Attraction is all about body cues and closely observed facial expressions. In 50 Shades of Grey, EL James amps up the sexual tension when Anastasia has a near miss with a zooming cyclist. Christian yanks her into the safety of his arms.
“Are you okay?” he whispers. He has one arm around me, clasping me to him, while the fingers of his other hand softly trace my face, gently probing, examining me. His thumb brushes my lower lip, and his breath hitches. He’s staring into my eyes, and I hold his anxious, burning gaze for a moment, or maybe it’s forever…but eventually, my attention is drawn to his beautiful mouth. And for the first time in twenty-one years, I want to be kissed. I want to feel his mouth on mine.
Just like my meeting, if we were watching this scene on mute, most people could interpret the emotion in this scene, even without Anatasia’s inner declaration. These are two people experiencing some serious chemistry. In fact, spending time building that chemistry through gentle touches and hitched breaths gives Christian’s upcoming rejection all the more impact.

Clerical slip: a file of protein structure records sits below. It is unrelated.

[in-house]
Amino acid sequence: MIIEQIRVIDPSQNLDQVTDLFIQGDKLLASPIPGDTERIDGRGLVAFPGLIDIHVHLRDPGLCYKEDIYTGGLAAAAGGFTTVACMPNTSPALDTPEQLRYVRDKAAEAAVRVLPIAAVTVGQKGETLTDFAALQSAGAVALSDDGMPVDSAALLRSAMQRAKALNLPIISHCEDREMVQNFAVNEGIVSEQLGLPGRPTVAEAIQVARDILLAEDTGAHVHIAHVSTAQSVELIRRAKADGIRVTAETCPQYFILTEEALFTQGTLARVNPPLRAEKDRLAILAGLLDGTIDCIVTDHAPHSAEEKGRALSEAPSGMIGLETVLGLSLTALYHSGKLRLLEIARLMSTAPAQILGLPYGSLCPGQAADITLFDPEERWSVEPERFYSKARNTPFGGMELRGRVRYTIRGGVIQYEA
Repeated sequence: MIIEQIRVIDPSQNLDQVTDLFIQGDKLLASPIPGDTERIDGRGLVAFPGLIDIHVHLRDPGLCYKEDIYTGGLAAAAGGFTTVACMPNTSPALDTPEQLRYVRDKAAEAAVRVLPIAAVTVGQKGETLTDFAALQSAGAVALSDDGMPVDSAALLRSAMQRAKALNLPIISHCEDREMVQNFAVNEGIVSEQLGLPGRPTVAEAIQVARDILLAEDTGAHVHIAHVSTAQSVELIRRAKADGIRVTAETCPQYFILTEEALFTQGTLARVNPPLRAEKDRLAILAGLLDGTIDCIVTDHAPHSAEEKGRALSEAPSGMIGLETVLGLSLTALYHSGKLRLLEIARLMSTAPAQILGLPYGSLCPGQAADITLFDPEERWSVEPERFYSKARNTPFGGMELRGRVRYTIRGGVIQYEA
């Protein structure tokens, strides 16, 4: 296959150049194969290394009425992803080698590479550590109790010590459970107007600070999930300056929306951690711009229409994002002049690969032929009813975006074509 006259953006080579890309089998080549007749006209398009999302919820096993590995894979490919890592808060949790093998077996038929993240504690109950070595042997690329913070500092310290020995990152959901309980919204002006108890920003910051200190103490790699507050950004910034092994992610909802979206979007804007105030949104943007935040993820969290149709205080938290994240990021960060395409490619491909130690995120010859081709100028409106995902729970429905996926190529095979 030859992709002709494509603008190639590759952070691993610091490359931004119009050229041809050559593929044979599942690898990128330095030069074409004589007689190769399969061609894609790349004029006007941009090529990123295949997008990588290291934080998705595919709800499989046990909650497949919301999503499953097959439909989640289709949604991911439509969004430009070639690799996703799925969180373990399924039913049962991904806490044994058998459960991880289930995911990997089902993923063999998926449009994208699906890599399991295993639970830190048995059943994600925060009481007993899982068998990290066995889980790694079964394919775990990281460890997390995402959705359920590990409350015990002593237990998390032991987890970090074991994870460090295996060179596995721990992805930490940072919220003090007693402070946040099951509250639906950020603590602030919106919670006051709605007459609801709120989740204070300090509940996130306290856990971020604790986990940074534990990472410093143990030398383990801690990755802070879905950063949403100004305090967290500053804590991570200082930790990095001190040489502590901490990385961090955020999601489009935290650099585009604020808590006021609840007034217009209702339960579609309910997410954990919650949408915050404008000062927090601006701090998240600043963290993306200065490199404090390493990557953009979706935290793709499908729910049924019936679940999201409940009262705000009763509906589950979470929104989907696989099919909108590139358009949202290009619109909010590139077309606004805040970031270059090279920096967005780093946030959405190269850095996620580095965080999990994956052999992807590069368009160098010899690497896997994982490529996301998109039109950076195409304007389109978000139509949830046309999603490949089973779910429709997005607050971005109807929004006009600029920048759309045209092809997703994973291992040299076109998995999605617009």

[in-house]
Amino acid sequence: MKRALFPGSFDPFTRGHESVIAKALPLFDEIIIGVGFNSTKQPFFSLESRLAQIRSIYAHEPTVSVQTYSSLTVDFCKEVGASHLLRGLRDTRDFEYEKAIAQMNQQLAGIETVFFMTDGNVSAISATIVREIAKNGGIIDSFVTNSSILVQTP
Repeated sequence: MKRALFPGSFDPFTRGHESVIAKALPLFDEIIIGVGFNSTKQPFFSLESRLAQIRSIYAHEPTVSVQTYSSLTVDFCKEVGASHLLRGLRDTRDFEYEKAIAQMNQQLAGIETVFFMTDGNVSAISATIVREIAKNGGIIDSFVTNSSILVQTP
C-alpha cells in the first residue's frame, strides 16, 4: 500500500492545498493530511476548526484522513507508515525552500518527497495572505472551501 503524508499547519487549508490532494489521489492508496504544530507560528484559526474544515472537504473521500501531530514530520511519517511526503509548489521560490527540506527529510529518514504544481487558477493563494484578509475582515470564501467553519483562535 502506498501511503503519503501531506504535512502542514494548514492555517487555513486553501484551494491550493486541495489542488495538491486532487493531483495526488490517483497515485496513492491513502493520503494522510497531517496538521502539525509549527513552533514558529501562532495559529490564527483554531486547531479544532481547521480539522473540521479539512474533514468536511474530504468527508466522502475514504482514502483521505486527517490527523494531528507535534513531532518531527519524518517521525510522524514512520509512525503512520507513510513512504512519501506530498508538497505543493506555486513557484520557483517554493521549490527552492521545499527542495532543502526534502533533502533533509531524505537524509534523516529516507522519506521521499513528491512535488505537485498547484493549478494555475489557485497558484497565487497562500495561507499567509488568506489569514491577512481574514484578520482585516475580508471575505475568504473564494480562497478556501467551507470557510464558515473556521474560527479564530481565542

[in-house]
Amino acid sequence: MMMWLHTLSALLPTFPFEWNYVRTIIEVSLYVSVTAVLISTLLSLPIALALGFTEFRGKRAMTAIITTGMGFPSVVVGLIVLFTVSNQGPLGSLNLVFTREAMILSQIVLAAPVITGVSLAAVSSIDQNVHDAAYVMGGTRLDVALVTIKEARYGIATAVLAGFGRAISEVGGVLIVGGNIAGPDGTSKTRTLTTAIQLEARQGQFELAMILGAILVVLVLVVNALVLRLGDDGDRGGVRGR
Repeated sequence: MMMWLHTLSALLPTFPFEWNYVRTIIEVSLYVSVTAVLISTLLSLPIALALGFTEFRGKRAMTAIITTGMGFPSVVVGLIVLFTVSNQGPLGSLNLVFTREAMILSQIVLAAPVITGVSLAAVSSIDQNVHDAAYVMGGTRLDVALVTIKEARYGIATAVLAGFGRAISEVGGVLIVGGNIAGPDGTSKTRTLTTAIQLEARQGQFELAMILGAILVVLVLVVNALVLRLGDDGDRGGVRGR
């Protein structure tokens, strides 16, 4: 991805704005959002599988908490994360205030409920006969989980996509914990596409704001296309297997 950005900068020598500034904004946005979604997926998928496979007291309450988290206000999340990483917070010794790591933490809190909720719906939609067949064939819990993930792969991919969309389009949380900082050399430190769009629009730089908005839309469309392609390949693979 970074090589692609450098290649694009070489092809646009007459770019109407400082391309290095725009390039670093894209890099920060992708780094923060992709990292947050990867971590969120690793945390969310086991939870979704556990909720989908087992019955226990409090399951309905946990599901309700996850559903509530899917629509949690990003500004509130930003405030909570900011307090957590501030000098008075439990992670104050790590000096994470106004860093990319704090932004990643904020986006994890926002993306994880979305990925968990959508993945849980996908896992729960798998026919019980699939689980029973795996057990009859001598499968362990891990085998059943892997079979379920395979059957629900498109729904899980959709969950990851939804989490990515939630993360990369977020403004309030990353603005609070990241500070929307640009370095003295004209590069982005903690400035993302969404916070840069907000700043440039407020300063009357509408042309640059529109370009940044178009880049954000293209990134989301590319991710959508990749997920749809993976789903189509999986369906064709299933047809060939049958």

In her mystery thriller, Black Out, Lisa Unger manages to capture the emotional impact through an absence of movement:
I notice how still he is. There was so much anxiety and adrenaline living inside me that I couldn’t keep myself from fidgeting, shifting my weight from foot to foot, padding a few steps away, then back toward him. But he is fixed and solid. He keeps his hands in his pocket, his eyes locked on some spot off in the distance. All there is to him is his raspy voice and the story he tells.